26. What is Al-Qaeda? • Osama was unhappy with this and retaliated by carrying out anti-state activities. The Saudi government eventually expelled him from the country and this provoked Osama to carry out campaigns against the Saudi government, the US and its allies • Goal of Al-Qaeda: • Rid Muslim countries of the influence of the West, particularly the US • Establish a global Islamic caliphate, based on extremist misinterpretations of Islamic teachings • How to achieve these goals? • The use of terrorism against US and its allies

  27. Why is Al-Qaeda Significant? • Epitome of the new form of transnational terrorist organisation. Features: • Multi-national membership, scattered all over the world • Utilises globalisation, such as the use of internet and international banking, to plan and carry out attacks across continents • Attacks are designed to ensure maximum casualties

  28. Why is Al-Qaeda Significant? • Post 9/11 attacks, US declared a global war on terrorism • Osama bin Laden and other Al-Qaeda members were believed to be in Afghanistan and the Taliban government refused to give them up to the coalition forces • US-led coalition forces went into Afghanistan in October 2001 to attack the terrorist training camps and Al-Qaeda terrorists American consumers are snapping up action figures of Osama Bin Laden and US President George W Bush. (BBC News, 19 April 2002)

  29. Why is Al-Qaeda Significant? • However, Al-Qaeda was still capable of launching terrorist attacks because it has many groups associated with it • Al-Qaeda shares expertise, resources, strategy and even conducts joint operations with these groups • Main reason for Al-Qaeda’s continued resilience: deliberate and effective spread of its ideology based on the misuse and misinterpretation of religious concepts • It claims that Islam sanctions and requires Muslims to undertake violence against the West and its allies, which also includes killing civilians

  30. Why is Al-Qaeda Significant? • Al-Qaeda’s ideology is rejected by Muslims and Islam • After the September 11 attacks and disruption of JI terrorist network in Singapore, more than 120 Muslim organisations in Singapore issued a joint public statement to condemn the misuse of Islam for terrorism • The Mufti of Singapore, Tuan Haji Syed Isa Semait condemned the act of terrorism staged by terrorists who subscribed to Al-Qaeda’s ideology and carried out suicide bombing in Jordan in November 2005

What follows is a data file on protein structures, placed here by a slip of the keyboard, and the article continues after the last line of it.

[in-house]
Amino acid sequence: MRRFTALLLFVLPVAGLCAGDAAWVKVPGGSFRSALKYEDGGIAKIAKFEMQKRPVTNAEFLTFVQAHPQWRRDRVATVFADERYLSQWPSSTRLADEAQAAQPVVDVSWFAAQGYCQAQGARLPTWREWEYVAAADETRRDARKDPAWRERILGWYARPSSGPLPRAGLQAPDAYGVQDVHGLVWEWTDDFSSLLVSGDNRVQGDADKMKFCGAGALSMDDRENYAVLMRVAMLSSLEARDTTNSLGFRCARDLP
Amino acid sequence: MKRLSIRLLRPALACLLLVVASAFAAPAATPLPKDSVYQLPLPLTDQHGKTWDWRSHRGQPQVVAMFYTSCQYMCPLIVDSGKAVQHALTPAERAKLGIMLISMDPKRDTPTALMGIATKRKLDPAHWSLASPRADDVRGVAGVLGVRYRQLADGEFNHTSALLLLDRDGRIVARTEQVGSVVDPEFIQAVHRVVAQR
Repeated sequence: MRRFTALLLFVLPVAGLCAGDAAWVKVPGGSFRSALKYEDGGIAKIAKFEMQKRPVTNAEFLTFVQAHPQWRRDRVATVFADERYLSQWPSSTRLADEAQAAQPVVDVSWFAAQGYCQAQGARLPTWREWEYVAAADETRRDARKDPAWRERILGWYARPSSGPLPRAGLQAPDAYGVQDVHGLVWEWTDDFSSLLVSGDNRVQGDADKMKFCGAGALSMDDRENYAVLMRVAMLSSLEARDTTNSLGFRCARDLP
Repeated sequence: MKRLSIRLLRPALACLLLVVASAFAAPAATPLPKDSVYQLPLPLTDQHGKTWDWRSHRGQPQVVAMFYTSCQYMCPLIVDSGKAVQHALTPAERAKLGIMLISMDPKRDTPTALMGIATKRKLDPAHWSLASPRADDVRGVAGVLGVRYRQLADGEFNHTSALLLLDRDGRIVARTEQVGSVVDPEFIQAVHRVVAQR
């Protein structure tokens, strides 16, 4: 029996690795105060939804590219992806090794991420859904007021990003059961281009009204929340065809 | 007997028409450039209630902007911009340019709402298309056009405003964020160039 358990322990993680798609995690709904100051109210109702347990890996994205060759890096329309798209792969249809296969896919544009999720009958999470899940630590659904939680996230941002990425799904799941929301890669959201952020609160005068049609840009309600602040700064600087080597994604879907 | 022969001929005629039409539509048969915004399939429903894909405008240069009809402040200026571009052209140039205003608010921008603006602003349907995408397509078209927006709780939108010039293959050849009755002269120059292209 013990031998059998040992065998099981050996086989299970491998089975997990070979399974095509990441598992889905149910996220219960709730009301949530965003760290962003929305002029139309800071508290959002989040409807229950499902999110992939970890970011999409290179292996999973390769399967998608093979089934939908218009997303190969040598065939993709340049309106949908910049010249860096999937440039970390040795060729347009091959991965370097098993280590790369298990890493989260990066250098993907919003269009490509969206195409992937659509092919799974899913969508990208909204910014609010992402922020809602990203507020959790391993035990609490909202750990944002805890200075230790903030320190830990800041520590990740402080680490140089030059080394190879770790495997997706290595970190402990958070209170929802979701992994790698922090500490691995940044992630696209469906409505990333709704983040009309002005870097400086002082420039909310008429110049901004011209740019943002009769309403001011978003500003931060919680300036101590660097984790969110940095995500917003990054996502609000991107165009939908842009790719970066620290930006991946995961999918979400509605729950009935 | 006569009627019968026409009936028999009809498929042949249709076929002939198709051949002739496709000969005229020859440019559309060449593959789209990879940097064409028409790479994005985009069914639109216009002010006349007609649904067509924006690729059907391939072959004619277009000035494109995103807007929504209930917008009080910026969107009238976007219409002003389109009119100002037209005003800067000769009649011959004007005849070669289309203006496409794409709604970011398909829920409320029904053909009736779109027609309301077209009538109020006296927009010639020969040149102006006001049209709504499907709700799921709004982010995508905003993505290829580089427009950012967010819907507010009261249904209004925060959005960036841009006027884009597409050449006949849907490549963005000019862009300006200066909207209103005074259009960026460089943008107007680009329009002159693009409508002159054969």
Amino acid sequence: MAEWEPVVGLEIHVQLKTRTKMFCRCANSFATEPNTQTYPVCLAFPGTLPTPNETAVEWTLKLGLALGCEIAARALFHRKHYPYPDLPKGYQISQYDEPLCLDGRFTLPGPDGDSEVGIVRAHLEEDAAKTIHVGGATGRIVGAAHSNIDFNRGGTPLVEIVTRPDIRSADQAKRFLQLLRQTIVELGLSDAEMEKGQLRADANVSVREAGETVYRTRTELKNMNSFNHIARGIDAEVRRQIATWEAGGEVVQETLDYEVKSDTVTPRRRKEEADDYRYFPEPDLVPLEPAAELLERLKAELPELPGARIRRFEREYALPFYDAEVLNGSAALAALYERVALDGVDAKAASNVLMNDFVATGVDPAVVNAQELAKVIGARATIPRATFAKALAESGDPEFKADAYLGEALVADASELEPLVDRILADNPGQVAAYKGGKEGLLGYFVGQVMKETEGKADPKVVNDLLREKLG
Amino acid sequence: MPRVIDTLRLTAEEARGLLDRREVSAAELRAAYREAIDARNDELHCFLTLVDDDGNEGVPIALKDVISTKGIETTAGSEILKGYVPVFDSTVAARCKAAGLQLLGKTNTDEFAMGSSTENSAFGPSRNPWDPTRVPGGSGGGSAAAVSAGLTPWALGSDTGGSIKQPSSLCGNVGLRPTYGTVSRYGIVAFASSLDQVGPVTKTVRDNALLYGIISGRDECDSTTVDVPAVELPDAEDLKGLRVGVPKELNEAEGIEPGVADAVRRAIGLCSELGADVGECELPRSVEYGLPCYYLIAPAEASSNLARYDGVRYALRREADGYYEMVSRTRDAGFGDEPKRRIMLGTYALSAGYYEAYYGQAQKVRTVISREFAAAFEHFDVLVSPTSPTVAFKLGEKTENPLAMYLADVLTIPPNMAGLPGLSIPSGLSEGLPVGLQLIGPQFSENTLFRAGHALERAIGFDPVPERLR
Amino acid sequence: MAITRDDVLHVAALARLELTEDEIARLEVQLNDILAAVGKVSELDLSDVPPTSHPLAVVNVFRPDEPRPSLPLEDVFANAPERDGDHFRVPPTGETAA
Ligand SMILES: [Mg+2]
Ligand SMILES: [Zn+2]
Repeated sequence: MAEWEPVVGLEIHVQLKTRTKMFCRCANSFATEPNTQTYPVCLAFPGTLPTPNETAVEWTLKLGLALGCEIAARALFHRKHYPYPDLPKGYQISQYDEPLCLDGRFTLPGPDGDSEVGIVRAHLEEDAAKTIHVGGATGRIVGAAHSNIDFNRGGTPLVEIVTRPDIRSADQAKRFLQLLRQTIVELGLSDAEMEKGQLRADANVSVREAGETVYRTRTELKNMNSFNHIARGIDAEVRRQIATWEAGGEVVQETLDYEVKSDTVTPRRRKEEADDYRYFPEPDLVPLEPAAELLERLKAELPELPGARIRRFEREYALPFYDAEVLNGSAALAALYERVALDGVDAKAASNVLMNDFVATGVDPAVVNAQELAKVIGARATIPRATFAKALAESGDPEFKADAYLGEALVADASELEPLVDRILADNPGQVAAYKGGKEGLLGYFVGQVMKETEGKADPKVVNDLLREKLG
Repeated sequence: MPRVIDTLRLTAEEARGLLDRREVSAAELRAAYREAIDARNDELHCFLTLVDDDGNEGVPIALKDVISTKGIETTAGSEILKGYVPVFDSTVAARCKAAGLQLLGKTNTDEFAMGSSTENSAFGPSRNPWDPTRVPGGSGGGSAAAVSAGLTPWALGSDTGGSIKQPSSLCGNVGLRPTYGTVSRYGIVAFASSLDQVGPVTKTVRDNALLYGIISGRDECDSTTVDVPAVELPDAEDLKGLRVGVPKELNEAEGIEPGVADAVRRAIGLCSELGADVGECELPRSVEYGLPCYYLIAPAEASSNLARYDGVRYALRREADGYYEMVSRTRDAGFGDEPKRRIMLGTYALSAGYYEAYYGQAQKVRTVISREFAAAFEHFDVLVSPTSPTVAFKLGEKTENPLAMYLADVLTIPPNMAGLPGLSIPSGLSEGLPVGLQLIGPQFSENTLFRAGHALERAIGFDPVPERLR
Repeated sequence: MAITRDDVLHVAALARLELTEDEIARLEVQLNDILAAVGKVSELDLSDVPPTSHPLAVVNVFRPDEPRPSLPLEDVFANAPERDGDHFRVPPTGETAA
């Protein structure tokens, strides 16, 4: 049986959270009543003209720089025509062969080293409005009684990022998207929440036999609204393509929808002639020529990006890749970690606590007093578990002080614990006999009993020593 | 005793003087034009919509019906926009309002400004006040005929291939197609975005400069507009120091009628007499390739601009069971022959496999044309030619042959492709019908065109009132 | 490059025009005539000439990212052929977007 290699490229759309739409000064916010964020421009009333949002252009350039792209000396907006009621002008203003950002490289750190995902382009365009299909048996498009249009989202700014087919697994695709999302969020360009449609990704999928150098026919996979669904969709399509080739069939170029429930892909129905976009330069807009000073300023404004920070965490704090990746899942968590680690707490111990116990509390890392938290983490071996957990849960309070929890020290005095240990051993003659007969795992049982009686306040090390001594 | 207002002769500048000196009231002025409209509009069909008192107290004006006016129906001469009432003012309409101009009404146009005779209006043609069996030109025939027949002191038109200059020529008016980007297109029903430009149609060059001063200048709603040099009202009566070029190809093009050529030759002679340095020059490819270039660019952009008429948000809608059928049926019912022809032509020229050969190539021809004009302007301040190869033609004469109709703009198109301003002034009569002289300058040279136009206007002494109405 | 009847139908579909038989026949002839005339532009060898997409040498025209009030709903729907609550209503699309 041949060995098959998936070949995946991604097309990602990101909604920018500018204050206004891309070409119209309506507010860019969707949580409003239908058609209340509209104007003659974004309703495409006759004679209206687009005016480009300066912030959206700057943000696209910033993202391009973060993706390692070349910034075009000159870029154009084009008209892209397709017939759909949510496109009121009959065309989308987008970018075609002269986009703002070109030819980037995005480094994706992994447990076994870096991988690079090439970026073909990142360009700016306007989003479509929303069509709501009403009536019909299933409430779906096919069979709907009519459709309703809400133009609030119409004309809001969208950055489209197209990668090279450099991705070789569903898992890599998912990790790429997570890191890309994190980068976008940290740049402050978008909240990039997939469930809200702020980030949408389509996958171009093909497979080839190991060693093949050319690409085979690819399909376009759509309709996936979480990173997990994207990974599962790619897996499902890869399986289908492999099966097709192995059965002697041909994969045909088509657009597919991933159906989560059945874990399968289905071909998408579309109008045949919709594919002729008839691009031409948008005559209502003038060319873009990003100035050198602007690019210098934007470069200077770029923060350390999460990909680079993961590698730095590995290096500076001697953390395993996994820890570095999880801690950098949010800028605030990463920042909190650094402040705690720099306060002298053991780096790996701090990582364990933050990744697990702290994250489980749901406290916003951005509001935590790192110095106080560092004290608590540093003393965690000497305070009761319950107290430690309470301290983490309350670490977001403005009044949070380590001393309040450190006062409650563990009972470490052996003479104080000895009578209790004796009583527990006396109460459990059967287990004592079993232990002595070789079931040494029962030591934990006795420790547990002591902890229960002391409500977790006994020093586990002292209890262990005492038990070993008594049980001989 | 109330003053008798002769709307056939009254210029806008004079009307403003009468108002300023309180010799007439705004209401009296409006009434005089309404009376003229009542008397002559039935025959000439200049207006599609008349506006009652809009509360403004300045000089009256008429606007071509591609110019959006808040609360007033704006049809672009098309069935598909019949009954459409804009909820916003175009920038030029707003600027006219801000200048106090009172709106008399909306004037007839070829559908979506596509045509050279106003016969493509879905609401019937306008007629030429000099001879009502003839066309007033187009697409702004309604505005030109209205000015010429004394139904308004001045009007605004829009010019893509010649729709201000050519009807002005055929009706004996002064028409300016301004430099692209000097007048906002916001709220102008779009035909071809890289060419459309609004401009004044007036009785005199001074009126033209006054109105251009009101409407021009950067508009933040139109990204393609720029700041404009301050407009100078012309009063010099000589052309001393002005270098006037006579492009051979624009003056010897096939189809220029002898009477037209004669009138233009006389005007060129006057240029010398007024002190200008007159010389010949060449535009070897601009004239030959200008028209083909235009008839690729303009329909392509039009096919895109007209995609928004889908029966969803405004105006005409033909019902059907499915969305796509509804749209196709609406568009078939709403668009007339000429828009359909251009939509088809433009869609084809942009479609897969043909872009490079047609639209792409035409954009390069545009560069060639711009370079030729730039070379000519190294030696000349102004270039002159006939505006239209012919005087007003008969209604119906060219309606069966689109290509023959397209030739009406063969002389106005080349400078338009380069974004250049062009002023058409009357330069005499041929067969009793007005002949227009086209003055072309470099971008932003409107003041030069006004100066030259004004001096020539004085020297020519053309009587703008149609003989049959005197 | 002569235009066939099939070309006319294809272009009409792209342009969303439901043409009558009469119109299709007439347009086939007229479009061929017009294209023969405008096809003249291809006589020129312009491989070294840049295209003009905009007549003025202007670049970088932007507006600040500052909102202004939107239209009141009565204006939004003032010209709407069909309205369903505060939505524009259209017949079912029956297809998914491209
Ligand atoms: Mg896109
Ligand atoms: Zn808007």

31. Why is Al-Qaeda Significant? • In the Bali bombing incident (2002), 200 people were killed and 300 injured • These attacks were carried out by JI, a group linked to Al-Qaeda • Significance: • Attacks could happen even with increased security and vigilance • Terrorists were now targetting ‘soft’ targets, such as night clubs and shopping centres • In 2005, Bali was again bombed by terrorists

  32. Where has Al-Qaeda/organisations linked to Al-Qaeda launched attacks?

  33. Impact of Terrorism • Economic Impact • Governments have budgeted more money to increase their countries’ security • Governments deployed troops and police to guard areas, such as airports, embassies and other vulnerable spots • Emergency exercises were also conducted to ensure citizens are prepared and know what to do, if they are faced with terrorist attacks • E.g. In January 2006, Singapore conducted Exercise Northstar V, led by Singapore Civil Defence Force, to simulate 5 bomb explosions and one simulated chemical attacks, involving the closure of 13 MRT stations and service disruption of three hours. The operation involves 2,000 personnel from 22 agencies and thus far is the largest civil emergency exercise

  34. Exercise Northstar V

  35. Impact of Terrorism • Economic Impact a. 9/11 Attacks • The 9/11 attacks claimed many lives and properties. Insurance companies had to pay about US$40 billion in compensation of the loss • Airline industry lost money because people were afraid of flying • US government had to give economic aid to the airline companies to prevent them from going out of business Financial performance of US airlines before and after 9/11